Series: Silver Metal Lover #1
For sixteen-year-old Jane, life is a mystery she despairs of ever mastering. She and her friends are the idle, pampered children of the privileged class, living in luxury on an Earth remade by natural disaster. Until Jane’s life is changed forever by a chance encounter with a robot minstrel with auburn hair and silver skin, whose songs ignite in her a desperate and inexplicable passion.
Jane is certain that Silver is more than just a machine built to please. And she will give up everything to prove it. So she escapes into the city’s violent, decaying slums to embrace a love bordering on madness. Or is it something more? Has Jane glimpsed in Silver something no one else has dared to see–not even the robot or his creators? A love so perfect it must be destroyed, for no human could ever compete? Goodreads
I was a little apprehensive about reading The Silver Metal Lover, just as I am with all of my childhood favourites. Will they be as good as I remembered? Will they have aged terribly and be out of touch with 2020? This feeling was even more pronounced as Silver was one of my first teen book crush. I didn’t want to regret rereading now and tarnishing the memory that I hold dear.
But after telling myself I’m not a wuss and pulling up my (big girl) socks, I got reading. As you’ve likely gathered, I have the tendency to overthinks things.
The Silver Metal Lover includes two of my three favourite genres, science fiction and romance. Horror makes a brief appearance in aspects of human behaviour but it isn’t front and centre. Yes, the science is dated but it still works, because the world building is that good.
Show not tell
I know that the art of writing is technical and can be quantified, however on the page of this book it looks effortless. And when executed well a paragraph, a sentence even can reduce you to dread or to the heights of sublime joy. It can tell you so much about the world, situation or characters in the roundabout, offhand way which is the best method to get to know your plot, themes and characters.
Within a couple of pages, we already know much about Jane, she has the trappings of wealth and ease but is lonely, insecure. Living a constructed, prescribed life in an artificial world. She is ripe for love.
I’m not very good at being alive. Sometimes I despair of ever mastering it, getting it right.Jane
Sometimes I’ve been told I’m pretty or attractive, but I’m never sure. I wish I were someone else really.”Jane
Silver is part of a new range of robots who are programmed to have more humanlike capabilities but not their limitations. 70 pages in, only two brief direct encounters, yet his presence through Jane’s desire, obsession, fixation means he dominates the book.
You are attributing human reactions to meSilver to Jane
We have been imbued with Jane’s perception of Silver, and this colours our interaction before we have the opportunity to really know him. But when we do, we grow to love Silver too; He is perfect in all ways. His development from pristine factory made robot to evolved human consciousness is central to one of the book’s main theme:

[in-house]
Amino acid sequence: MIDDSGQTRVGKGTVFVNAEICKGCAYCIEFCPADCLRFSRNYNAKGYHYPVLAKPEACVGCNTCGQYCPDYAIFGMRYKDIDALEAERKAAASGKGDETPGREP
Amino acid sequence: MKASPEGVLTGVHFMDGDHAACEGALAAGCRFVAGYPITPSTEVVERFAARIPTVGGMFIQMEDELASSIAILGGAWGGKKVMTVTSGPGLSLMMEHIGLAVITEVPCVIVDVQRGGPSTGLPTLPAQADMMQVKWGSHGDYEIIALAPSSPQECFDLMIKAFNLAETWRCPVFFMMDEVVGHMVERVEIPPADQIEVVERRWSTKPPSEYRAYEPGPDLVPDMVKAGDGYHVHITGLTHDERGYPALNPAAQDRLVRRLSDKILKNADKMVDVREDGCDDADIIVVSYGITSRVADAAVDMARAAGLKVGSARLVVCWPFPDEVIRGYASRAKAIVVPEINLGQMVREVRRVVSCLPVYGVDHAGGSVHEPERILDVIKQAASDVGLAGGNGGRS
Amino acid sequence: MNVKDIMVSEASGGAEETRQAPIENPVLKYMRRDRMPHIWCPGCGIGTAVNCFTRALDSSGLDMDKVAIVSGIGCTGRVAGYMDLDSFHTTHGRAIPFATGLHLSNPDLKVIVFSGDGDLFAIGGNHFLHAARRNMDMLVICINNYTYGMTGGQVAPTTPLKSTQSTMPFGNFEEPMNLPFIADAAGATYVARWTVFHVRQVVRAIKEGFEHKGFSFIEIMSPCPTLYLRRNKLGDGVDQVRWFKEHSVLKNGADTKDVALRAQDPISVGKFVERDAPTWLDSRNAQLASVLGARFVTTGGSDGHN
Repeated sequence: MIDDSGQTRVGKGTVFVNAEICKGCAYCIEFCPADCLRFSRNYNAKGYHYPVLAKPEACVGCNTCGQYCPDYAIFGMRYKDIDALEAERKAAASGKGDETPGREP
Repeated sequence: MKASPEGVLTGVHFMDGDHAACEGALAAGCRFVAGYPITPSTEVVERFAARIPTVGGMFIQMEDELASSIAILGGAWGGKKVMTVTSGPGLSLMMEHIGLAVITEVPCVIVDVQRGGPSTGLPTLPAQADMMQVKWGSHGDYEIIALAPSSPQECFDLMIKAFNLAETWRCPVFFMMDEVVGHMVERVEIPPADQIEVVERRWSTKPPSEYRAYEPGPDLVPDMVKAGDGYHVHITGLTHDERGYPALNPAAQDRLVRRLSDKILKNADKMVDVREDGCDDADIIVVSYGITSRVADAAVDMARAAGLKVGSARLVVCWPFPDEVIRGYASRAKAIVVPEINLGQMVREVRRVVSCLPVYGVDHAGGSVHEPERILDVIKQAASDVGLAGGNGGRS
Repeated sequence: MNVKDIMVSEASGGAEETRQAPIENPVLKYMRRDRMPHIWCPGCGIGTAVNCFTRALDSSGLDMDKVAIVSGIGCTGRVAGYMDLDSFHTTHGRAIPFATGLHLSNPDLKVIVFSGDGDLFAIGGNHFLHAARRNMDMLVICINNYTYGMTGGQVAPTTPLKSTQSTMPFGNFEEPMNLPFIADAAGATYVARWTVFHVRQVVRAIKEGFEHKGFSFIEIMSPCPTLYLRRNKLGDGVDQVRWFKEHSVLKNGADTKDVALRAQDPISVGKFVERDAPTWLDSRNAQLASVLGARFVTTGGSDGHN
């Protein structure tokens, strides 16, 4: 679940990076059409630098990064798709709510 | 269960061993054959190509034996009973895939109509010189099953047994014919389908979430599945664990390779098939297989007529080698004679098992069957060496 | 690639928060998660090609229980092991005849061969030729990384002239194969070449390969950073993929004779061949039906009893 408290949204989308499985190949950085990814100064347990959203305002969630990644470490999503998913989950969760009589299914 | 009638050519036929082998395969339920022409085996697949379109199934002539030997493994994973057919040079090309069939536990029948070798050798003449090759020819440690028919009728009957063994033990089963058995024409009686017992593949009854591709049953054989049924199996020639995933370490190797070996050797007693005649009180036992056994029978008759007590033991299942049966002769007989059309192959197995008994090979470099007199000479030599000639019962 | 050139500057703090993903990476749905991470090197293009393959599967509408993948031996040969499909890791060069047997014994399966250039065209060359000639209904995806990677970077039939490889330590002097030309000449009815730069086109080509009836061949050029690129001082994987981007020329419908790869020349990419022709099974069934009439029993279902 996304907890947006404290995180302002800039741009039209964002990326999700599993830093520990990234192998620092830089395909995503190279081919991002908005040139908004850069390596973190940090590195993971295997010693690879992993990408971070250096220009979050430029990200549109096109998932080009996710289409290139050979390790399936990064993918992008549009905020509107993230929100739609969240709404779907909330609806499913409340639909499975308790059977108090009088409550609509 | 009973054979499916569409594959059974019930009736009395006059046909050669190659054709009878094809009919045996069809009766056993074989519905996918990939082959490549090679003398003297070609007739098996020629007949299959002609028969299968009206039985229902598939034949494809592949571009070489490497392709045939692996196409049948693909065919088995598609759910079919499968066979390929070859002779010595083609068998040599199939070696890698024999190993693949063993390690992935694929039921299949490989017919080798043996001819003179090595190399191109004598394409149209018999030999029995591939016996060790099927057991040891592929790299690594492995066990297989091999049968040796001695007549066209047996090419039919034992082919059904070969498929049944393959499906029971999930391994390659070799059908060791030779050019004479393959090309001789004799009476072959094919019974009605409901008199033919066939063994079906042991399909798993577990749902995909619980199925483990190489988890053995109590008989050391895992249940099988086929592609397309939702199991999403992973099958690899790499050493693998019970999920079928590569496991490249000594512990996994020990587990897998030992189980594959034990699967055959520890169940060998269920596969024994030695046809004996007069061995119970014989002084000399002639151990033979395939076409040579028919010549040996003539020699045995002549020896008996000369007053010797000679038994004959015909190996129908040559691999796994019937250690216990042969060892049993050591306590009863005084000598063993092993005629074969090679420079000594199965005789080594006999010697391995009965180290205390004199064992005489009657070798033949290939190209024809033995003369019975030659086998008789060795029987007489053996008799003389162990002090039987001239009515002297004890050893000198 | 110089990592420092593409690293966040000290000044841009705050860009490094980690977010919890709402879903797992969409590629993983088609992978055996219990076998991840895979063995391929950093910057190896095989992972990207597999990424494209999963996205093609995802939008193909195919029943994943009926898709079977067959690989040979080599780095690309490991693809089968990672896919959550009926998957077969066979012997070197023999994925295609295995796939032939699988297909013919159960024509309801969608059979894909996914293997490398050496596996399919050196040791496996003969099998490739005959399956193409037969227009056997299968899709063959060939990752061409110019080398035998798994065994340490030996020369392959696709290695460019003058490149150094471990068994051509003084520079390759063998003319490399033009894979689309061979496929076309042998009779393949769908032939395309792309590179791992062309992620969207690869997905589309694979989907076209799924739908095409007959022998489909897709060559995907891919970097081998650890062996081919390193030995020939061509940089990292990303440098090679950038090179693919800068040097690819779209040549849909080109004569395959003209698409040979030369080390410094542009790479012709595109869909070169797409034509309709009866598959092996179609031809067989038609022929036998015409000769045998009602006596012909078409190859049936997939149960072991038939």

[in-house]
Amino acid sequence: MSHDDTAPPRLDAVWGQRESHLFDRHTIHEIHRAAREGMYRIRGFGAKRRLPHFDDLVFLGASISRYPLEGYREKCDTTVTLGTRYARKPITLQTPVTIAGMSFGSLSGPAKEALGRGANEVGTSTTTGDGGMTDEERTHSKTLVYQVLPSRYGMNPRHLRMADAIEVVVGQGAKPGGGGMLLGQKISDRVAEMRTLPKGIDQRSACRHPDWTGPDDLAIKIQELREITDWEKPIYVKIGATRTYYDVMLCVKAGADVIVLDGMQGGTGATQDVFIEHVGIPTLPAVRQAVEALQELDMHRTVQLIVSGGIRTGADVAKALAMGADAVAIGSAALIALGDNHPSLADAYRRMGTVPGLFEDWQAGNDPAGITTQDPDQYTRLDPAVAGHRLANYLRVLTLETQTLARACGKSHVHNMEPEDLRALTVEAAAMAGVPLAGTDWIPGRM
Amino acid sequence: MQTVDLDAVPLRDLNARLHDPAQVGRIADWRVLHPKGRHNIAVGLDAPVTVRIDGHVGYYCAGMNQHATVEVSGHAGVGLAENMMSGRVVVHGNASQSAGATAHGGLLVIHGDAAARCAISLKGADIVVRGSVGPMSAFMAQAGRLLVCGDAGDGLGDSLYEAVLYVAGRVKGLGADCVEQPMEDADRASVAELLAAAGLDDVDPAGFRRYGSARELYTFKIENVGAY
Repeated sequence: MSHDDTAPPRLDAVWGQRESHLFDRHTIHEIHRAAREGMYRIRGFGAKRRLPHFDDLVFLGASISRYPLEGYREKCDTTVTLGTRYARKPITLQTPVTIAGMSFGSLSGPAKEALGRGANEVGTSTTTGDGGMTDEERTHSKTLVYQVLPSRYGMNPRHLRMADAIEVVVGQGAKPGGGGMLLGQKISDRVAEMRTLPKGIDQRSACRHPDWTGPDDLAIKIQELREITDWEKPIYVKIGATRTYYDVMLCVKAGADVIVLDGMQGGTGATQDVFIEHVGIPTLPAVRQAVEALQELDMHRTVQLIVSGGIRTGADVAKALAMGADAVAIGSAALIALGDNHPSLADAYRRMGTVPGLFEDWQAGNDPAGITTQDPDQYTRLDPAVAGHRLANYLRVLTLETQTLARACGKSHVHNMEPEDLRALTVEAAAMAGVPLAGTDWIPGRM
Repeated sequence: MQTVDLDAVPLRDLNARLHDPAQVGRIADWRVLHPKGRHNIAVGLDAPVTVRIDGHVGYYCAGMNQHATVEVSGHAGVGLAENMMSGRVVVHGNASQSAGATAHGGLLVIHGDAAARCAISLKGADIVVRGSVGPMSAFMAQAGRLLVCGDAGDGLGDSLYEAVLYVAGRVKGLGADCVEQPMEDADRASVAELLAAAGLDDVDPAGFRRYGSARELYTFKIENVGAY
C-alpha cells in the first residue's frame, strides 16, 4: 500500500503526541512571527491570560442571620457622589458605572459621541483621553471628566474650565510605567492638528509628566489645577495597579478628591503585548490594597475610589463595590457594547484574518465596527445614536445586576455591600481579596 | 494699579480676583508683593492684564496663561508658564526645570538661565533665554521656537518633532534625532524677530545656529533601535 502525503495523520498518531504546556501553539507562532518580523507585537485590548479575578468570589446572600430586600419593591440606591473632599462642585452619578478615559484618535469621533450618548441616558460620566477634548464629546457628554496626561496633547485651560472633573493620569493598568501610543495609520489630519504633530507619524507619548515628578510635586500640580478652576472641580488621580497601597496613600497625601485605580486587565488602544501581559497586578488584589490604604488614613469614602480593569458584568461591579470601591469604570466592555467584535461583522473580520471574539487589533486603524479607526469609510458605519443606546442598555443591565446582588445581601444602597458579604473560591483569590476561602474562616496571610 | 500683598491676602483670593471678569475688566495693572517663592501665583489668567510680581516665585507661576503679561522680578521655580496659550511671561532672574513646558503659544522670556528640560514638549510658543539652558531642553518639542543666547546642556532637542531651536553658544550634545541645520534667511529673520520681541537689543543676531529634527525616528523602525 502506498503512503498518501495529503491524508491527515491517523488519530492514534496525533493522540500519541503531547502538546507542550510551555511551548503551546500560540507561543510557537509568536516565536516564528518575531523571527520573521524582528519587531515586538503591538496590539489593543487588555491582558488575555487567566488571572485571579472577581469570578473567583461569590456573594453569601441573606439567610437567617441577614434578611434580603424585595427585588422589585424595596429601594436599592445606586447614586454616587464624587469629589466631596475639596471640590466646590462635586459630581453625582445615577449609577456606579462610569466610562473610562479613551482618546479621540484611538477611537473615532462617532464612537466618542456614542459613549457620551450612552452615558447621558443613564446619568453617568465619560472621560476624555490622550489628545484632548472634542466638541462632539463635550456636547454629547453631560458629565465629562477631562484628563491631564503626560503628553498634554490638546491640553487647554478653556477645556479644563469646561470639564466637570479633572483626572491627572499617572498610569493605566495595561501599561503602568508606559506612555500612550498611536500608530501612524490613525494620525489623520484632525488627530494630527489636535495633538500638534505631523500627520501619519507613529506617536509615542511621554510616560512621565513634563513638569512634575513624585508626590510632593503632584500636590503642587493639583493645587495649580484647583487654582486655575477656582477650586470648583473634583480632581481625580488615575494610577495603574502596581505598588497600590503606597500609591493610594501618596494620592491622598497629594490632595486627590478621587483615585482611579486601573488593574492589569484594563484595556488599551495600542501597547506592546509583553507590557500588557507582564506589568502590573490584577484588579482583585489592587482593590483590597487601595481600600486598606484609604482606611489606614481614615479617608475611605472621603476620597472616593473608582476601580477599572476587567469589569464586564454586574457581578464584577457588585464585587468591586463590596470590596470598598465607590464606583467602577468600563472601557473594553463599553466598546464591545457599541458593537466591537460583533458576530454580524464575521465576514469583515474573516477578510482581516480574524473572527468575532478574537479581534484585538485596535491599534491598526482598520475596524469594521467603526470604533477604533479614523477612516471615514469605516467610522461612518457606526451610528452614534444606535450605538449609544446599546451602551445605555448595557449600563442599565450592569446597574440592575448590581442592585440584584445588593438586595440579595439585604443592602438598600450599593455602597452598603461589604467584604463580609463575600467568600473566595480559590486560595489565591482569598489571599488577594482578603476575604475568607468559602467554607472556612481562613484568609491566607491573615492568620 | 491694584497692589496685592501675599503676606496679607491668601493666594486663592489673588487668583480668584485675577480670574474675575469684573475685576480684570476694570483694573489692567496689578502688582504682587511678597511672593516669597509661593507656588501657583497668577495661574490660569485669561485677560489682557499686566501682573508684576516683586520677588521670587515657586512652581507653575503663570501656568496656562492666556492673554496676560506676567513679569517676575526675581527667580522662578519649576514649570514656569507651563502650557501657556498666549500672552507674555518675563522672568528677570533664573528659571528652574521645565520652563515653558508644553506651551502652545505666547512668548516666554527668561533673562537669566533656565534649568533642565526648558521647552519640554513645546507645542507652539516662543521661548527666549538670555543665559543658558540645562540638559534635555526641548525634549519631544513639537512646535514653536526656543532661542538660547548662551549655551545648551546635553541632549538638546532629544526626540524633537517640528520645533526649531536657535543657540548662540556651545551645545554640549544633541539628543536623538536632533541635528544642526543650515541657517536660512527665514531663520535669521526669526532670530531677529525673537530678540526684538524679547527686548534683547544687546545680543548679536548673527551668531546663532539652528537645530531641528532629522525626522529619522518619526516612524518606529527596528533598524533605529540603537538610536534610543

Jane accurately sums up her mother as a woman who had lots of options so Jane didn’t have to. Just reading that hurts, cuts deep What does that tell us about their relationship?
Demeta is a very busy woman, her diary is scheduled and slots are reserved for spending time with Jane. It makes you wonder why she had a child. What was the purpose of Jane? An extension of Demeta? A living doll to mould and shape?
An enduring memory from this book is Demeta saying in response to Jane not remembering something ”that’s because you don’t want to.” Their relationship is too clinical. It is parallel rather than intertwined. The mother daughter relationship is dissected at fleeting intervals but even the little we see is enough – it is overt. It is clear that parental influence modifies our frames of reference. Jane is almost like a project that Demeta is refining.
Jane’s limited friendship network are real individuals, faults and unpleasant attributes too. For the most part they are unlikable: a product of their time aimless trying to forge a path where there is nothing to do. Money alleviates this to some extent but an existence without purpose or firm interest is a slow living death. This world if you are rich and are exempt from working, is one where you thirst for any excitement and feign enthusiasm for the sake of something to do.
Why I love it so, even though it breaks my heart
From the first time to this last time, reading The Silver Metal Lover has always brought me back to this troubling question, What is the purpose of humans?. If robots can do all the essential job, technical tasks – routine and mundane, what are humans supposed to do with their lives? Here in this world humans take on creative work, making new and fresh content or reinterpreting old classics. Yet that will soon become a redundant skill as the new types of robots will be capable of doing that and undoubtedly better too.
What does it say about us, by that I mean humans? We hate that which we know or think is different or perceive to be better than us. We would rather destroy than see achievement celebrated elsewhere.
The Silver Metal Lover, is in my opinion the most beautiful love story, telling us about a relationship where you also find yourself. Jane and Silver together become better, being together makes them both introspective – they begin to understand themselves more. Perception of their own character allows their relationship to develop to a pinnacle – the very opposite of a folie a deux.
It is bittersweet, it smarts in places but is the real deal.
A masterpiece , it can only be 5 stars.